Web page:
Don’t be afraid to let your little one enjoy tummy time on the grass, especially once he can hold his head up for extended periods of time. Belly time on the grass offers a great sensory experience. With so many things to look at outside, he’ll be motivated to push up onto his elbows to look at the world around him.
Touching new things.
If babies are on their back or belly on the ground, they are likely to explore their surroundings using their hands, feet, and mouth. This is how they start to process the sensations of touch. Also, go up to trees and plants when walking with your baby. Let her feel the rough bark against her soft palms, grab hold of a leaf, and swat at a flower. If you walk by a small body of water, dangle your baby’s feet in the water so she can feel the sensations of wet and cool. Let her stomp her feet and splash the water.
Make like the Nordic families and let your baby take naps outdoors. Not only will he reap the benefits of fresh air, but he will most likely sleep longer too. An American mother told me that she decided to take the advice of her Swedish aunt and put her baby outside to sleep. The baby was out “cold” and slept more than an hour longer than usual. Just make sure to dress your baby in weather- appropriate clothing.
Whether breast- feeding or bottle- feeding, there is no reason why you can’t do it outdoors. Being outside allows you to go on more adventures with baby in tow without having to find an indoor area to feed. Also, babies enjoy the peacefulness that being in nature offers, soothing them while they drink.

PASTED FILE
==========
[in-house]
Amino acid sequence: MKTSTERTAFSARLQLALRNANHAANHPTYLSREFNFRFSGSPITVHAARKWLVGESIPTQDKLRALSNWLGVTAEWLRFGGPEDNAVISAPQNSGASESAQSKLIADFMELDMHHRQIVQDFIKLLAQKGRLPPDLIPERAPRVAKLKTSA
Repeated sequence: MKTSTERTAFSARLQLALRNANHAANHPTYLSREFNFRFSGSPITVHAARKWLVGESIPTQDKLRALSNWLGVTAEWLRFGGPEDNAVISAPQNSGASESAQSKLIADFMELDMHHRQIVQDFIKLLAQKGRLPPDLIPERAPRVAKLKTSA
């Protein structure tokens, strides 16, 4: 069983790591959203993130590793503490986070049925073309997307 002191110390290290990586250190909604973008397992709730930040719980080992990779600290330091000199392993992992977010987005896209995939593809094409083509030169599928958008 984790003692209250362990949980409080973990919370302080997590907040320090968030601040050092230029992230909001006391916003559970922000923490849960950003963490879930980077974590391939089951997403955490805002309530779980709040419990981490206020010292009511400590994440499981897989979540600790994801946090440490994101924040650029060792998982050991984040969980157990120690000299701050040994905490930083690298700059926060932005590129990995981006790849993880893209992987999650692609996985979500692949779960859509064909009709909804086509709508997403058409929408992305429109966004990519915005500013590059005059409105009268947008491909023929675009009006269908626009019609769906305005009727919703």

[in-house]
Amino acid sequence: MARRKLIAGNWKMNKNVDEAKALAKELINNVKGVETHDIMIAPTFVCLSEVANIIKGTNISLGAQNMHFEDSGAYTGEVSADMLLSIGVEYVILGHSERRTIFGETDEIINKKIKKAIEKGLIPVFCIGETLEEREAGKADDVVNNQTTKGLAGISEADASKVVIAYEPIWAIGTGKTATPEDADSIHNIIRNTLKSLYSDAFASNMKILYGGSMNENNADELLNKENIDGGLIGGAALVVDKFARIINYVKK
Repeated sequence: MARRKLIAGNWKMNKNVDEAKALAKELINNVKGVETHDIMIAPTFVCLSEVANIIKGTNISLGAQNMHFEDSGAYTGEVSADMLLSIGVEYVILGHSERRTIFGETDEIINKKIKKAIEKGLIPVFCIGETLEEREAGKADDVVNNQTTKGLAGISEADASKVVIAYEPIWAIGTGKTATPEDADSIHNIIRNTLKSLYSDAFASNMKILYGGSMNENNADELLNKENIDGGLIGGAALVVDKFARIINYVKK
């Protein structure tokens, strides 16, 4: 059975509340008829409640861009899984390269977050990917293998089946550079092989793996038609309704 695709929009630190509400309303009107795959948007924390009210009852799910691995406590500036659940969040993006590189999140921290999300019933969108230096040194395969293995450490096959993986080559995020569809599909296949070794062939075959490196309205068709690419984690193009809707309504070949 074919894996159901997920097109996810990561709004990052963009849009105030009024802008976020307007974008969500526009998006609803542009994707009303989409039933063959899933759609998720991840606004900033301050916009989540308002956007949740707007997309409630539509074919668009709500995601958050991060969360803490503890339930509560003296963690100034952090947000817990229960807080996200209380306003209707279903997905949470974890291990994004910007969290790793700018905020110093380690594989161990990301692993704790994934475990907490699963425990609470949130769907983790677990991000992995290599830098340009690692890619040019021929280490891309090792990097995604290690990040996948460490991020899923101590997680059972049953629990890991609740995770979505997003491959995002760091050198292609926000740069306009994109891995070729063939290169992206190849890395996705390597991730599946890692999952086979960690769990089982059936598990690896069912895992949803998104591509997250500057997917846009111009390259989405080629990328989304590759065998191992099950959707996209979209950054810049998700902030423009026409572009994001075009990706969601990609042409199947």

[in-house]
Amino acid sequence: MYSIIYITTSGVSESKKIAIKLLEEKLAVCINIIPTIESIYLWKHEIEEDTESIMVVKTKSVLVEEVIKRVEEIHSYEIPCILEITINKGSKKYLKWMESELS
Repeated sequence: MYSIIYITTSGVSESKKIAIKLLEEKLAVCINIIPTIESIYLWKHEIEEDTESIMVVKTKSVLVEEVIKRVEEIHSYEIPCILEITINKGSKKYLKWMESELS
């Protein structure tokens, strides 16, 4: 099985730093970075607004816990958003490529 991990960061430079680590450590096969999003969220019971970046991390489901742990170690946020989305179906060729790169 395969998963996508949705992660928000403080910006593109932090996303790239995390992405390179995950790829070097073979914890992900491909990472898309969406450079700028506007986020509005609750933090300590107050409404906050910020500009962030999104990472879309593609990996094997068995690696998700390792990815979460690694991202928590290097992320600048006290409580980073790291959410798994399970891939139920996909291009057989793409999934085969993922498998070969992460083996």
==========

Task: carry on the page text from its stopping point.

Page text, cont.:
Increasing overall time outside.
The more time you spend outdoors with your baby, the better. Let her enjoy the fresh air, the sights around her, crushing dried and noisy leaves in her hands, feeling the wind softy blow against her skin, and the cold air of frosty mornings nipping against her nose. Old and new sensations mix together to create new experiences, new memories, and new challenges to overcome. The opportunities for sensory and neurological growth are endless in the outdoors. Nature offers the ultimate sensory experience for babies to explore and gain new skills from.
Photo Credits: Kim Ives, © Ashley D Scheider Photography
ANGELA HANSCOM is a pediatric occupational therapist, author of BALANCED AND BAREFOOT: How Unrestricted Outdoor Play Makes for Strong, Confident and Capable Children, and the founder of TimberNook—a developmental nature-based program. She holds a master’s degree in occupational therapy and an undergraduate degree in kinesiology (the study of movement). She has been a frequent contributor to the Washington Post and featured on the NPR education blog, Johnson & Johnson TEDx talks, The Huffington Post, ChicagoNow, Times of India, Jerusalem Post, Children & Nature Network, and MindShift.
For more information visit www.balancedandbarefoot.com